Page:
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Pretoria -A former crime intelligence officer insisted he had no secret agenda after being repeatedly accused of lying in the High Court in Pretoria on Wednesday.
Retired Captain Deon Loots said, during a second day of questioning by prosecutor Dries van Rensburg, that he only wanted the truth to be revealed.
Loots rejected suggestions that he was making up stories and could not prove his claims that Crime Intelligence had encouraged rightwingers to become more militant.
Loots testified in support of an application by the 20 accused for a special entry on the record, which could be used on appeal in a bid to overturn their convictions on a charge of high treason.
He told the court he had received information about one of the accused, Adriaan van Wyk, before he left the police in 2000.
Earlier, he claimed evidence had been fabricated against Van Wyk when he refused to become a police informer.
Loots testified that he had also received information about some of the other accused when he worked for the police, but could not recall any of their names.
He attributed this to a memory problem caused by a serious accident in 2004.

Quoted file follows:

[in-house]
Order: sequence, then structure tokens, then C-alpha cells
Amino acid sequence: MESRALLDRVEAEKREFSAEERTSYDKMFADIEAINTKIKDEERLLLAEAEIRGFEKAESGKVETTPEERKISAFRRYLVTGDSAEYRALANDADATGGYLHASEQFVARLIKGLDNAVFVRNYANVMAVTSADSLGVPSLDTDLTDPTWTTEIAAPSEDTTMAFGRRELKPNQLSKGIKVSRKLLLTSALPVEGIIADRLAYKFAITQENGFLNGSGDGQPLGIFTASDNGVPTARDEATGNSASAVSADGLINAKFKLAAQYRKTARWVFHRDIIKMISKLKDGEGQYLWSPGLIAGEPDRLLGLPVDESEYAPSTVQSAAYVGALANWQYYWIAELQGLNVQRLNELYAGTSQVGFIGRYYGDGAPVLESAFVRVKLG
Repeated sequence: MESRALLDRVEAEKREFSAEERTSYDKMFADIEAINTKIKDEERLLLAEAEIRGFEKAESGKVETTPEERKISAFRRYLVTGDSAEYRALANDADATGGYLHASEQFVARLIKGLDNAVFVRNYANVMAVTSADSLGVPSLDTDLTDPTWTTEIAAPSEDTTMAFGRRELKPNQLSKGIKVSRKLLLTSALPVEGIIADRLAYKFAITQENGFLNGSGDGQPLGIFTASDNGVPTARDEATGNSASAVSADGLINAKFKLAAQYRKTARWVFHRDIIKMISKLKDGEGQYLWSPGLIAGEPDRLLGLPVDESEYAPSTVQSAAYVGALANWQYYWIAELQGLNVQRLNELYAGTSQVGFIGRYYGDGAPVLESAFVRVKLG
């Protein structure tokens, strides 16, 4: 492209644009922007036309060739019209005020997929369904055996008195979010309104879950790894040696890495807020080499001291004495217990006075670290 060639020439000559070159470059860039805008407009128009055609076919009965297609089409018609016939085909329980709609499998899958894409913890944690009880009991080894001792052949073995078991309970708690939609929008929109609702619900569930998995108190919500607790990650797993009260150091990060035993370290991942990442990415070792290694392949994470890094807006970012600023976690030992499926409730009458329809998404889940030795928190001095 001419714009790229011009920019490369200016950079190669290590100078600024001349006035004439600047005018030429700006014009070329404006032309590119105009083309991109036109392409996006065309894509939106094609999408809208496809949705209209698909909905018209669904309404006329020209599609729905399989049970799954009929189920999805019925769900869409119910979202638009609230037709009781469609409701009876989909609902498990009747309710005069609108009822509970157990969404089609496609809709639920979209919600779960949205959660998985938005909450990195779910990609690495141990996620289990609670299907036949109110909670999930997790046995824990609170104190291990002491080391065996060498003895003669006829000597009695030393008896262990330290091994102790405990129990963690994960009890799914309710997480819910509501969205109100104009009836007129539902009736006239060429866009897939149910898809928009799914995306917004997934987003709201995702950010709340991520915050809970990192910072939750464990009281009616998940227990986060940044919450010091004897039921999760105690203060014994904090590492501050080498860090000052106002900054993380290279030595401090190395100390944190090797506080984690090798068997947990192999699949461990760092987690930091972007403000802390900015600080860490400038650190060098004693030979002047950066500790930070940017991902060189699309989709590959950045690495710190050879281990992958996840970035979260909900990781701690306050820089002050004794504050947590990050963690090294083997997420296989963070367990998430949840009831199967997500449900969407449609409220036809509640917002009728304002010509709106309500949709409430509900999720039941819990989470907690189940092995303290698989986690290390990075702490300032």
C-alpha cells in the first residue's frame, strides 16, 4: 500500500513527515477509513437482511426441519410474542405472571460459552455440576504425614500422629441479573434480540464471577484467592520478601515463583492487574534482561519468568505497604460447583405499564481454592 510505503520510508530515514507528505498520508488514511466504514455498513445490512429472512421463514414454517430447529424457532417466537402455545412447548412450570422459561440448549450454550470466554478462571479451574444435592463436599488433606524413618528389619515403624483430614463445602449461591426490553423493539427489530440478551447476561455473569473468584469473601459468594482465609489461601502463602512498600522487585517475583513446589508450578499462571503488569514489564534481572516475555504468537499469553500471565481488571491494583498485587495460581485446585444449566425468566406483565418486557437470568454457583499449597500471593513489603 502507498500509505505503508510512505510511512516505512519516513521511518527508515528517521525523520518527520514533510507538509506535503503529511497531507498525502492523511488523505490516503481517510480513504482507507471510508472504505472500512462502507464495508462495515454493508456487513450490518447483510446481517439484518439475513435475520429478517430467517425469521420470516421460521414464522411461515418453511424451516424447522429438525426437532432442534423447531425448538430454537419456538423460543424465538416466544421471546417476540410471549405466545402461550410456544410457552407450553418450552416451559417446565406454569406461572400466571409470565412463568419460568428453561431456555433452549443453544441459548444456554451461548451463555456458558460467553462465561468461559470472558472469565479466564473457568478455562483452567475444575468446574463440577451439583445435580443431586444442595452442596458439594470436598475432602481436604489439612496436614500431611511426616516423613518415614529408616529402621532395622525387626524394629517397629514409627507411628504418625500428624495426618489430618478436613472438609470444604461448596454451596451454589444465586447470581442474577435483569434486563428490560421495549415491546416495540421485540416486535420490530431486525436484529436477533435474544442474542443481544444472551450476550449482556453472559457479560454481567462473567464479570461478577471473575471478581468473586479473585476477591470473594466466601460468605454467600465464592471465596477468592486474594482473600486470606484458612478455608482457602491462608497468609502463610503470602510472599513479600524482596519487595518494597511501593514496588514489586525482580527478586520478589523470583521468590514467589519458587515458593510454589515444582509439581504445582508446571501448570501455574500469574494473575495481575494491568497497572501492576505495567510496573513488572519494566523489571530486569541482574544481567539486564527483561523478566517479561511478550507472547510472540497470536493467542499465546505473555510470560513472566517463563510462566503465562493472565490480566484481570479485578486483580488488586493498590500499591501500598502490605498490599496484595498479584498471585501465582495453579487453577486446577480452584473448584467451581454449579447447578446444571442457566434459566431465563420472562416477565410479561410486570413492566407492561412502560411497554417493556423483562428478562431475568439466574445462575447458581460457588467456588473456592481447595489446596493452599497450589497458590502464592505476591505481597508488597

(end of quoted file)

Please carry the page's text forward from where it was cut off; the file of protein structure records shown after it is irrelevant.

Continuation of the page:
Loots conceded that apart from Van Wyk's name, the names of the other accused did not appear anywhere in his handler file for police spy JC Smit, who infiltrated the Boeremag and later became one of the State's star witnesses in the treason trial.
Loots also conceded that the handler file did not contain a single copy of the so-called coup planning document, Document 12, or copies of changed versions of the document.
He earlier testified that he had received instructions to change the document to make the self-defence plan of rightwingers more militant. However, he could not give an example of how the document could be changed to make the plan more violent.
Loots said more than 10 handlers, from across the country, were given the same instructions and were told to discuss changes to the document with their informers. The informers would then introduce the changed version in rightwing meetings.
He insisted the handler file that was shown to him had been “terribly edited”, with documents removed or added and others changed, so that it did not reflect the true facts.
Van Rensburg put it to Loots that he was telling lies because he never thought Crime Intelligence would release the file and now realised his version was not supported in the file.
“I have no secret agenda or anything. I just came here to tell the truth to the court,” Loots replied.
The trial continues. - Sapa